Rebecca R. Pallmeyer
Rebecca R. Pallmeyer

The courthouse doors in the Northern District of Illinois will open a crack on Monday as the chief federal trial judge eases restrictions imposed in the face of the COVID-19 pandemic.

Members of the public will be allowed in the Dirksen Federal Courthouse in Chicago and the Roszkowski U.S. Courthouse in Rockford beginning next week, Chief U.S. District Judge Rebecca R. Pallmeyer said Wednesday in her virtual State of the Court address.

A limited number of court personnel will be returning to the courthouses, but most employees will be encouraged to continue working from home.

Judges will be allowed to hold proceedings in their assigned courtrooms, but only on a part-time basis and only for matters that must be conducted in person.

Judges and lawyers are urged to handle most other matters relying on the filings or by telephone or videoconferencing software.

No jury trials will be held before Aug. 3, and priority will be given to defendants who are in custody.

Everyone must wear face coverings in the public areas of the courthouses and observe social distancing while in line at security stations. Only two people may ride an elevator at a time.

Visitors must enter the Dirksen Federal Courthouse through the north revolving door on Dearborn Street and leave through the Quincy Street exits.

Pallmeyer noted judges in the Northern District of Illinois traditionally are available for “face time” with lawyers.

“That process, unfortunately, is going to have to change very significantly in the next few weeks,” she said.

She said it won’t be easy.

“It is very hard for us to move from the way we used to do things to the way we have to do them, at least for now,” Pallmeyer said, “because we also like sitting on the bench, we like seeing you, we like hearing your arguments on both sides, we like resolving disputes orally if we can.”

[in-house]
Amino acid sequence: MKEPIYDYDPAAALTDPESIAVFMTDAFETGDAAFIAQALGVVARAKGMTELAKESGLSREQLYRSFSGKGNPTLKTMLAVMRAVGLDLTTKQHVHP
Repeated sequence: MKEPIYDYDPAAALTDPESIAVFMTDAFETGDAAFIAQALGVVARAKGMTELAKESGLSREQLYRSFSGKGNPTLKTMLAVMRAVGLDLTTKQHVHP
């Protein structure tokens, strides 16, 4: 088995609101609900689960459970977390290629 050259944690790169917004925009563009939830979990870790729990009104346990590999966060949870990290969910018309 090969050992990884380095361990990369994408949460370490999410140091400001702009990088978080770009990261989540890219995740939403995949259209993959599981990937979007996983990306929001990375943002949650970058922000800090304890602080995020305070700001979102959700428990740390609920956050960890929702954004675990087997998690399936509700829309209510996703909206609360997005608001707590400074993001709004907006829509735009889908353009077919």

The ReStart Task Force, headed by U.S. District Judge Matthew F. Kennelly, is continuing to plan for the court’s reopening, Pallmeyer said.

Members include U.S. Magistrate Judge Susan E. Cox and U.S. District Judges John J. Tharp Jr. and Manish S. Shah.

Also serving on the task force is Thomas G. Bruton, clerk of the U.S. District Court.

Previous chief judges have given their annual addresses at luncheons sponsored by the Federal Bar Association’s Chicago Chapter.

The coronavirus pandemic forced Pallmeyer to deliver her first annual address in a webinar.

“I’m going to look forward to doing this in real life next year,” she said.

Chapter President Barry E. Fields of Kirkland & Ellis LLP introduced Pallmeyer.

In July 2019, Pallmeyer became the first female chief judge since the court was established 200 years earlier.

She succeeded Ruben Castillo, the first Latino judge to lead the court.

Castillo could have served as chief judge for another year. But he cleared the way for Pallmeyer to succeed him by stepping down from his position before she turned 65 in September 2019.

Under federal law, chief judge vacancies are filled by the jurist with the most seniority who is under the age of 65.

In her address, Pallmeyer said four new district judges — Mary M. Rowland, Martha M. Pacold, Steven C. Seeger and John F. Kness — joined the court in the last year.

Two new magistrate judges, Beth W. Jantz and Heather K. McShain, also took the bench.

Castillo and U.S. Magistrate Judge Sidney I. Schenkier retired from the bench in the past year.

U.S. District Judge John F. Grady died in December at the age of 90.

Pallmeyer noted the court celebrated the 200th anniversary of its founding in 2019 with a series of events over the year.

“The number 19 has a lot of significance for me,” she said. “2019 was the year I became chief judge.

“2019 was also the 100th anniversary of the 19th Amendment, which gave women the right to vote in the United States throughout the nation,” she added.

However, Pallmeyer said, there is one thing about the number 19 she does not like.

“Now it’s associated with a virus,” she said. “I hope that association won’t last forever.”